Summarizing what we learned in verse 15, false teachers among cults believe that Christ is a created being, and therefore twist this passage to fit their false theology. They view the word “firstborn” as a reference to Him as the first of all of God’s creations. However, that word actually refers to His preeminence and supremacy over all things as the unique and eternal Son of God. He is the Supreme Manager over all creation.
“in Him….through Him….unto Him”
“Three prepositional phrases define the creative activity of Christ: All things came to be “in him,” “through him,” and “for him.” Creation was “in [en] him” in the sense that it occurred within the sphere of his person and power. He was its conditioning cause, its originating center, its spiritual locality. The act of creation rested, as it were, in him. Creation is “through” (dia) Christ in the sense that he was the mediating Agent through whom it actually came into being. The preposition is frequently used of Christ’s redemptive mediation between God and men (cf. Eph 2:18; 1 Thess 5:9, et al.), but the thought here is that the entire life of the universe is mediated from God through Christ (cf. John 1:3,10). Creation is “for” (eis) Christ in the sense that he is the end for which all things exist, the goal toward whom all things were intended to move. They are meant “to serve His will, to contribute to His glory….Their whole being, willingly or unwillingly, moves….to Him; whether, as His blissful servants, they shall be as it were His throne; or as His stricken enemies, ‘His footstool’” (H.C.G. Moule, p 78).”
“By Him (3754) (en) is literally “in Him“, the preposition “in” (Greek = en) denoting that Christ is the sphere within which the work of creation takes place. All the laws and purposes which guide the creation and government of the universe reside in Him. Vine adds that “In Him” “describes Him as the Designer, the One Who, in fellowship with the Father, determined the condition of all things and the laws which govern and control them.”
“In is not instrumental but local; not denying the instrumentality, but putting the fact of creation with reference to its sphere and center. In Him, within the sphere of His personality, resides the Creative will and the creative energy, and in that sphere the creative act takes place. Thus creation is dependent on Him.”
By Him (1223) is more literally “through Him” (see study on Through Him), the preposition through (dia ~ by means of) with the genitive indicating that Christ is the immediate instrument of creation. “For Him” is literally “unto Him” where the preposition “for” (eis) indicates that Christ is the goal of creation. The rabbis taught that the world was created for the Messiah. Two other New Testament verses parallel this description of Christ: “Through Him all things were made” (John 1:3), and Christ the Son is the One “through whom [the Father] made the universe” (He 1:2–note).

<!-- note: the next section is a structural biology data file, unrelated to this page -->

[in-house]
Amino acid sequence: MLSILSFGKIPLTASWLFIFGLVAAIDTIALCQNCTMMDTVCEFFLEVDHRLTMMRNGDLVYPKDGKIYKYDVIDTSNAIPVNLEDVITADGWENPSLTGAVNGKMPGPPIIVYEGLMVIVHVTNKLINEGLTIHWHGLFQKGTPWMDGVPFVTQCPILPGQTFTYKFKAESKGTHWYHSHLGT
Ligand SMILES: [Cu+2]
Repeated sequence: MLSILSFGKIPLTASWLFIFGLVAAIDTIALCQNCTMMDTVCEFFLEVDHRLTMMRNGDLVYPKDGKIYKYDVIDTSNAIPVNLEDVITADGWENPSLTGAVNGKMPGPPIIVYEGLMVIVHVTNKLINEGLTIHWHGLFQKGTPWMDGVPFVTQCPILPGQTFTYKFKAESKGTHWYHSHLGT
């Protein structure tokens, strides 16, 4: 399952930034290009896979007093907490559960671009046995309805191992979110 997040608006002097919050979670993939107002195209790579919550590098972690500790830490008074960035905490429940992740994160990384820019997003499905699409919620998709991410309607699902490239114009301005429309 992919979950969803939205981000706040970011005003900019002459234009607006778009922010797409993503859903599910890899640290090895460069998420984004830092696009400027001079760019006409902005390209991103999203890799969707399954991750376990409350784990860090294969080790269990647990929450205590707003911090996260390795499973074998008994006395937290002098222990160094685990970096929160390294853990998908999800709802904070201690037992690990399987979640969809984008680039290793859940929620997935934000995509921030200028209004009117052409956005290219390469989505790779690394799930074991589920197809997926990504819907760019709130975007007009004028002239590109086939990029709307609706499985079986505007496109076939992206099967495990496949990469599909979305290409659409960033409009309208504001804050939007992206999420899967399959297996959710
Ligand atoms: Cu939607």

“Everything exists in Him, for Him, and through Him. Jesus Christ is the Sphere in which they exist, the Agent through which they came into being, and the One for whom they were made. Paul’s use of three different prepositions is one way of refuting the philosophy of the false teachers. For centuries, the Greek philosophers had taught that everything needed a primary cause, an instrumental cause, and a final cause. The primary cause is the plan, the instrumental cause the power, and the final cause the purpose. When it comes to Creation, Jesus Christ is the primary cause (He planned it), the instrumental cause (He produced it), and the final cause (He did it for His own pleasure).” (Wiersbe, W: Bible Exposition Commentary. 1989. Victor)”
“all things were created, in the heavens and on earth”
In other words, everything in the universe.
“things visible and things invisible”
No explanation needed for “visible” things. However, for “invisible,” Paul probably has angelic beings in mind, both good and evil (Eph 6:12), as the next phrase indicates:
“whether thrones or dominions or principalities or powers”
NAS: “whether thrones or dominions or rulers or authorities”
“The terms thrones (thronos)…dominions…rulers…authorities supports the premise that the supernatural spirit world is highly organized, even though we may not completely understand this hierarchy at this time. Paul’s main point of course is that whatever the specifics of the hierarchy, Jesus created it and is over it all!”
Invisible things may also refer to all the things in creation that can only be seen by a Scientist under powerful microscopes, and likely many things that microscopes cannot see.